Friday, January 6, 2012

(No) Epiphany

Some words on the song that's been going through my head today, because it is the Epiphany.

We went to our annual Epiphany celebration of church, which means we would chalk over each doorway leading into church and eat bland casserole.

But for our kids, the draw is always the King cake, where pieces of cake are sliced up after the meal, pieces in which a small plastic baby have been strategically placed inside three of them.

If you find the baby, then you are one of the three people who have to make the cake for next year's Epiphany.

Our son found the baby last year, which meant we were in charge of one cake this year.

My wife actually made two cakes, which was good as nobody else that was supposed to make the cake did. I think that everyone thought we would bring all of the three cakes, but I won't bore you with the details of that drama.

The message to our children was very clear. Wait until the baby is found before you go up to get your piece of cake. In other words, let someone else make the fucking King cake next year.

But of course, you can't keep children from cake. Even when there is clear instructions given, the only thing they know is how many steps it takes to get to a piece of cake.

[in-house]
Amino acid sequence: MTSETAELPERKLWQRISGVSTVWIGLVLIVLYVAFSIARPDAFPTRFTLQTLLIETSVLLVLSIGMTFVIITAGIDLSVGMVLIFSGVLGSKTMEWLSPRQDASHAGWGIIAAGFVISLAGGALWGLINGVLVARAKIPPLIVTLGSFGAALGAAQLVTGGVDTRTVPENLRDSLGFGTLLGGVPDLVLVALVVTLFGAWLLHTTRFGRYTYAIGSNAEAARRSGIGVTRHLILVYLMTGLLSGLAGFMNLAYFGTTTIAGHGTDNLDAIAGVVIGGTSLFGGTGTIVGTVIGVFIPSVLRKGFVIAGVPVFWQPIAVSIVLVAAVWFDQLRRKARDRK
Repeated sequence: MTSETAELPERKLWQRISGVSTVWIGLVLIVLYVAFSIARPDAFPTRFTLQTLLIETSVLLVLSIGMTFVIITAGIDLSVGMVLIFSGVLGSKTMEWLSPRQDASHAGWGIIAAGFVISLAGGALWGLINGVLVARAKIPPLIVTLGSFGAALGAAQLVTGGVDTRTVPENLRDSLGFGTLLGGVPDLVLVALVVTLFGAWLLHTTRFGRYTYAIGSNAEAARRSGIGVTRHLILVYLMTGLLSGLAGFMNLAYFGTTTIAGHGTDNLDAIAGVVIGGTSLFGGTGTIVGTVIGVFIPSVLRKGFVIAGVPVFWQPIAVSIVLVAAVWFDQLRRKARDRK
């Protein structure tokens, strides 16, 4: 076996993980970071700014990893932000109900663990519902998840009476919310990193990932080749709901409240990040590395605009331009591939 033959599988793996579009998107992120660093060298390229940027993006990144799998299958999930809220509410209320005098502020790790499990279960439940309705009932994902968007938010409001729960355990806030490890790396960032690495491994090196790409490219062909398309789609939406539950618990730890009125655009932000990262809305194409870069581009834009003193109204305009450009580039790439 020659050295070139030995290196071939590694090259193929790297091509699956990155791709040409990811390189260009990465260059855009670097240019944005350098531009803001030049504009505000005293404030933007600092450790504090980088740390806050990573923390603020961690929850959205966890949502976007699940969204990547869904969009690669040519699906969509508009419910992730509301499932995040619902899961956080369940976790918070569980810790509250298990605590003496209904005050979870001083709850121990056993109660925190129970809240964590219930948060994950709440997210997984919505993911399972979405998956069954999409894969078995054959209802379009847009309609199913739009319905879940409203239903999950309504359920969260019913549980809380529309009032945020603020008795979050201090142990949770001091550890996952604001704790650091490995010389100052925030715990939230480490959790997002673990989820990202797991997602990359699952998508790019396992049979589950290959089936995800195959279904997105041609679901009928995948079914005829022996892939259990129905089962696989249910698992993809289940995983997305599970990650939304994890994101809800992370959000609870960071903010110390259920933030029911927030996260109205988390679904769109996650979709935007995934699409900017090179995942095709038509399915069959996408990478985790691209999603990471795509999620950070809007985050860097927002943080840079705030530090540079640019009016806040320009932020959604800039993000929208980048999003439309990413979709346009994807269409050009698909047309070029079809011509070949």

And within moments, our little 4 year old girl was licking pink frosting off the plastic baby Jesus she found in her cake.

The song "No Epiphany" immediately follows "Generations" on this crowd-shot video. It's poor quality, but there's a couple of ass shots for you to see.

NSFW, I guess, but then again, the band's name is Fucked Up, so no duh.


Tanja said...

Is this a new Episcopalian thing?

Todd Totale said...

Chaling the door or the King cake? Both are not anything new, with chalking the door a tradition for centuries. You put the letters C M B and the year on the top of your door frame. Why the letters "C M B?" Those come from the traditional (9th century) names for the "three kings"--Caspar, Melchior, and Balthazar. Some also suggest "Christus Mansionem Benedicat," which means "May Christ bless this dwelling."
The King Cake is also a fairly old tradition from Europe, but the trinket plastic baby Jesus is actually something commonly done for Mardis Gras. If you find the baby, you get to lead the you get to lead the Epiphany parade, which Callista did as we chalked the doors. She did fine with that, now if she could only do the same for the other duty (making next year's King's cask) we'd be all set.

Tanja said...

I knew about chalking the door. Isn't plastic babies in cake a little odd?

Todd Totale said...

You weren't impressed by my overly long explanation? The plastic babies aren't cooked inside the cake. Someone jams them into the cake after it's been cooked and the frosting conceals the baby's whereabouts.